In the wake of the African Union agreeing to extend its peacekeeping mission in Darfur without a UN force, Nigerian commander of African peacekeepers in Darfur says more troops and logistical support are needed to halt the crisis. Gilbert da Costa reports from Abuja that the size of the new force was one of the sticking points at the just concluded Abuja meeting.
General Luke Afrazi says the success of any international peacekeeping operation in Darfur depends on the deployment of more troops and sufficient logistical support.
He said he would rather not comment on the direct involvement of U.N. troops but said without sufficient men and material, the Darfur mission would achieve very little.
"Whoever is doing the job must have men and material," said General Afrazi. "We are saying that we do not have enough men and we do not have enough logistics as at now to police. What we are talking about is one soldier policing about two square kilometers and that is not good enough. We have specifically 5,207 soldiers and that is talking about even medical and other elements. Whoever is on ground, whether it is U.N., whether it is AU, whether it is a mix of both, you must have enough men and they must have adequate logistic support, communications, vehicles and what have you to do the job."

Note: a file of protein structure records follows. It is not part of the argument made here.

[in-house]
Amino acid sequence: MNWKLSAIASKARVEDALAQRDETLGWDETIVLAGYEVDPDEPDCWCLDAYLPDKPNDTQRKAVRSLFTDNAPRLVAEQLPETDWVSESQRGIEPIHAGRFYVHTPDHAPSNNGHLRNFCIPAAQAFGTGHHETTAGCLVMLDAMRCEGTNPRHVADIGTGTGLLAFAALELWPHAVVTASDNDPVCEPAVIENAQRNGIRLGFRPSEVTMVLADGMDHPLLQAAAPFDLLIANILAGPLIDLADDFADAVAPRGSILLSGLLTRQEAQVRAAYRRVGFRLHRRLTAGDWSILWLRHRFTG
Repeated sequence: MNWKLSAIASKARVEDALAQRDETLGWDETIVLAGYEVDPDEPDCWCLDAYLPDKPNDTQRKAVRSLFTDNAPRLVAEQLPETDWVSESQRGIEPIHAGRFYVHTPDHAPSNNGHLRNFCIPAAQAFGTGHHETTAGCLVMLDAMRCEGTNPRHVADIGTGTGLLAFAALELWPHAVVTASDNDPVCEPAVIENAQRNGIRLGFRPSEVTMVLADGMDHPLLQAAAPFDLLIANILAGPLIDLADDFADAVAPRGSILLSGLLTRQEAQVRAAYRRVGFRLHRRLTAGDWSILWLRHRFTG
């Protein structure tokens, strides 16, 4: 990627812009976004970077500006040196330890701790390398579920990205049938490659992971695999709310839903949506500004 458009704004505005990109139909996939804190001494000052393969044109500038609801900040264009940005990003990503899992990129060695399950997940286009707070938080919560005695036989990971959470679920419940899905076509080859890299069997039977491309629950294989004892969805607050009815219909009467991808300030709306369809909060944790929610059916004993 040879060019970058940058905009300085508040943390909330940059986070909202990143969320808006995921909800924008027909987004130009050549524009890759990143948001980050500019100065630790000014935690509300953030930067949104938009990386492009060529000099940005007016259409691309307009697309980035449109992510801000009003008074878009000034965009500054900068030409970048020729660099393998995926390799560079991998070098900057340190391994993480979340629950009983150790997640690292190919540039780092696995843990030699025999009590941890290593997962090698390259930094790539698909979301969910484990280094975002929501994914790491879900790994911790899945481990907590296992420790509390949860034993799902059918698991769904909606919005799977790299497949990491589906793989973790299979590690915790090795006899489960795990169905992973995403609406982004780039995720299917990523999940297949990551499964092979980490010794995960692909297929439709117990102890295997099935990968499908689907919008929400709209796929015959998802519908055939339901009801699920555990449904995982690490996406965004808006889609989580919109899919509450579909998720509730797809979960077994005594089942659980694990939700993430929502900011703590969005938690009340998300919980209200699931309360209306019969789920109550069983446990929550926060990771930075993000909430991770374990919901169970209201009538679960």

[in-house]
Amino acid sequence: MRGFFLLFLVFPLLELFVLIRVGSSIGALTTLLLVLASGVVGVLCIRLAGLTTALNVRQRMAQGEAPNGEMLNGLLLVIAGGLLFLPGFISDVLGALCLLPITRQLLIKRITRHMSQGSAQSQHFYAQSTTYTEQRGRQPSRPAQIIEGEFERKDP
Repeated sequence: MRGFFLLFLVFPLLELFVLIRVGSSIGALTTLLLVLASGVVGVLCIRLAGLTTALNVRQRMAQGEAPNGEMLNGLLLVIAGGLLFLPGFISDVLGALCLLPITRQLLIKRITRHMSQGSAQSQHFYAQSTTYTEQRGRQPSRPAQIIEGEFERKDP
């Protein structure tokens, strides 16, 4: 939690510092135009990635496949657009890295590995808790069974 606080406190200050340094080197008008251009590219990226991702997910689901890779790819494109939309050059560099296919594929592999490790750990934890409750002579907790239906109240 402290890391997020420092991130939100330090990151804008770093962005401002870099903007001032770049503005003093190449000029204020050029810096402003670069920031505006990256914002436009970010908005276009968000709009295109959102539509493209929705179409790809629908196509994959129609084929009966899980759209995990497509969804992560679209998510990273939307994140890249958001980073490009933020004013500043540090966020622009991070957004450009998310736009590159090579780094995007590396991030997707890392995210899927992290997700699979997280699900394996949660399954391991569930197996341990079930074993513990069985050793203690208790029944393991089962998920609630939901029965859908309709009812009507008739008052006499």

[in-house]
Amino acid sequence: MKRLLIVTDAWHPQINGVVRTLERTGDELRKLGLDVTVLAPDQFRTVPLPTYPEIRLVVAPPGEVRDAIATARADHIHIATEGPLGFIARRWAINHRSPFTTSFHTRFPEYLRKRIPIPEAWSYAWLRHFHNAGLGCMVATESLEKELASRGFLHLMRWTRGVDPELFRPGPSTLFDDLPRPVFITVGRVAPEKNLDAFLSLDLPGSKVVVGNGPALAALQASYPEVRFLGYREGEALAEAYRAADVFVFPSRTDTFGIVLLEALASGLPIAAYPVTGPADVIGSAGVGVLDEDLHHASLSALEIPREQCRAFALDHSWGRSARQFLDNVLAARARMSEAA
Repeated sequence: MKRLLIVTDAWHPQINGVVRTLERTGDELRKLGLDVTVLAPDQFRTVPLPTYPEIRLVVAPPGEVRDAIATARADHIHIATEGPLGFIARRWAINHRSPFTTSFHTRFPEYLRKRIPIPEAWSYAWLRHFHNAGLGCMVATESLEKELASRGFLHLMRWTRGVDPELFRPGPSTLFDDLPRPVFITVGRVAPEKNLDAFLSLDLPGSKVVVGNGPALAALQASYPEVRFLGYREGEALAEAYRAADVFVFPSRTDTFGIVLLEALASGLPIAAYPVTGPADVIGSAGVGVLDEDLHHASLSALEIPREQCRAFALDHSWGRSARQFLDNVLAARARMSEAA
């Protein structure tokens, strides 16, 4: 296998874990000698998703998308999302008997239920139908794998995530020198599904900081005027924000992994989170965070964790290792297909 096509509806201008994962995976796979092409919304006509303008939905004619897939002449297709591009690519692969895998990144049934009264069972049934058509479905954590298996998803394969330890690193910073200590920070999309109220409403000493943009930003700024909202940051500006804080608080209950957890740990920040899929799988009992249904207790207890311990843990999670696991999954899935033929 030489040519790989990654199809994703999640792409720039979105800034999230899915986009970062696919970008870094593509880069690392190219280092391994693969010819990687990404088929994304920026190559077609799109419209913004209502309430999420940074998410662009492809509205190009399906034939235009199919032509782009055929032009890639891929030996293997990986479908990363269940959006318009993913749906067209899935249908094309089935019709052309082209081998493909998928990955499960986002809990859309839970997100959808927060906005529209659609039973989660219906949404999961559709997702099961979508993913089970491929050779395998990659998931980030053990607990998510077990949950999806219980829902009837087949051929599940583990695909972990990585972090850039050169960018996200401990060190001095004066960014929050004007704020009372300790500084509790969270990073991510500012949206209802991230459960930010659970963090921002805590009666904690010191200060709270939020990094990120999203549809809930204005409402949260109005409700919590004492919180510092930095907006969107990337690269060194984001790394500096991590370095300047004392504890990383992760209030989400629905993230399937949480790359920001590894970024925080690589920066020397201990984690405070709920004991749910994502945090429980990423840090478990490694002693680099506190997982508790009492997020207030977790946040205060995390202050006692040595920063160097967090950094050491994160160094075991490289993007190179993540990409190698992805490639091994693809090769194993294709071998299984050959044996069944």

Sudan has consistently rejected a proposal for an expanded peacekeeping mission in Darfur that will involve U.N. troops.
Sudan's President Omar al-Bashir told reporters the United Nations can only provide technical and financial support to the new Africa force, as well as some advisory role in the command structure of the regional troops.
"The Sudan is AU-plus, that support from the U.N. to the African troops," he said. "Any support; political, financial, logistics, technical, not command, advising the command. The number [of troops] should be established by the people on the ground."
The African Union's 7,000 strong peacekeeping force was set to leave Darfur by the end of the year. But AU officials say they now can stay for another six months.
African leaders who met in Abuja, Thursday, said they had hoped to convince Sudan to allow a larger, joint U.N. force to patrol the province.
AU spokesman Sa'id Djinnit confirmed that the hybrid AU and U.N. force will be predominantly African, with the United Nations having only a supporting role.
"The mission should be essentially African, but of course there might be case for element, support element from the United Nations in those areas where the African Union and African member countries may not be in a position to provide those elements," he said.
More than 200,000 people have reportedly been killed and at least two million displaced in nearly four years of violence in Darfur.